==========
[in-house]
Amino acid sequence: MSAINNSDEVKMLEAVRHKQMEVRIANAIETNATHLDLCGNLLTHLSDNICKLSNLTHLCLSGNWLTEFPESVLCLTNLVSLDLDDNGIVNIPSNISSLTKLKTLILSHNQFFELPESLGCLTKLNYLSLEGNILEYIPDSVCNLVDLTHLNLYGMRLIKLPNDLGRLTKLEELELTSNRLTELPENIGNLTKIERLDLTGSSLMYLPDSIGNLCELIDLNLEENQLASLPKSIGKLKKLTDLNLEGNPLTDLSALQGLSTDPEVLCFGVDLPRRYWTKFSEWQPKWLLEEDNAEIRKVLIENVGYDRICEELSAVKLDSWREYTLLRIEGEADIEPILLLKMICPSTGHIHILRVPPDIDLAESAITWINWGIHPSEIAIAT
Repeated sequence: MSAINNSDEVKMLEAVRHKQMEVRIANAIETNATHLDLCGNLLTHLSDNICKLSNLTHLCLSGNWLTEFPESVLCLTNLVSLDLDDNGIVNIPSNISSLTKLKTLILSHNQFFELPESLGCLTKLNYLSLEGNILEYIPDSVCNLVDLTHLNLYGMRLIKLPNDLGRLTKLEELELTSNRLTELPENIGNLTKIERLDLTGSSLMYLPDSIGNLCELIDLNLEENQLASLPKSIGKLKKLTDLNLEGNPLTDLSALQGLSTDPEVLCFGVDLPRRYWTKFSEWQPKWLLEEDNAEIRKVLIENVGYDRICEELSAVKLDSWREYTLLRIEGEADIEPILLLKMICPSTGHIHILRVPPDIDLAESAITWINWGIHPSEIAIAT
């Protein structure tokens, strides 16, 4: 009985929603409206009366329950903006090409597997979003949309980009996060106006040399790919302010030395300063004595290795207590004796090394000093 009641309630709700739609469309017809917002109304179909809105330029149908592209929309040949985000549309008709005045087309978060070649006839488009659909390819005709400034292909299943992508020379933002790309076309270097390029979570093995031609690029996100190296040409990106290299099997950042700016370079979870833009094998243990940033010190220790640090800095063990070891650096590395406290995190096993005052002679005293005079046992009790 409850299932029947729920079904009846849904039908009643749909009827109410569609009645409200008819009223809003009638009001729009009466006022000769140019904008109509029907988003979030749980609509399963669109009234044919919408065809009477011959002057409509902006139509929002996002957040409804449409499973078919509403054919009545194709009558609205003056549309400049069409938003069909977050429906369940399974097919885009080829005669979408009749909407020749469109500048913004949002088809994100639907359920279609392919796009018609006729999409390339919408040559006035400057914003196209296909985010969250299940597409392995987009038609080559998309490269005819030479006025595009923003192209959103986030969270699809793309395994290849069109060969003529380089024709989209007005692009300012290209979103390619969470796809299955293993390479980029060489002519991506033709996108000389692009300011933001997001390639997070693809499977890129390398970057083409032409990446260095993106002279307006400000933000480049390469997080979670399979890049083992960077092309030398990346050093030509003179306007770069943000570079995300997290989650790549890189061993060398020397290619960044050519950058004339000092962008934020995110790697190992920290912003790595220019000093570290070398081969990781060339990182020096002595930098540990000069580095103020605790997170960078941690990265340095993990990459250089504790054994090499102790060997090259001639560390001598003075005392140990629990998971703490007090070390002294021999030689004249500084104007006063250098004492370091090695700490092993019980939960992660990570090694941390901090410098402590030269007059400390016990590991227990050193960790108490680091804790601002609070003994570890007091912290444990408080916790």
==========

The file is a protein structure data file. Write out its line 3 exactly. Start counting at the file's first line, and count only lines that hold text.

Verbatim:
Repeated sequence: MSAINNSDEVKMLEAVRHKQMEVRIANAIETNATHLDLCGNLLTHLSDNICKLSNLTHLCLSGNWLTEFPESVLCLTNLVSLDLDDNGIVNIPSNISSLTKLKTLILSHNQFFELPESLGCLTKLNYLSLEGNILEYIPDSVCNLVDLTHLNLYGMRLIKLPNDLGRLTKLEELELTSNRLTELPENIGNLTKIERLDLTGSSLMYLPDSIGNLCELIDLNLEENQLASLPKSIGKLKKLTDLNLEGNPLTDLSALQGLSTDPEVLCFGVDLPRRYWTKFSEWQPKWLLEEDNAEIRKVLIENVGYDRICEELSAVKLDSWREYTLLRIEGEADIEPILLLKMICPSTGHIHILRVPPDIDLAESAITWINWGIHPSEIAIAT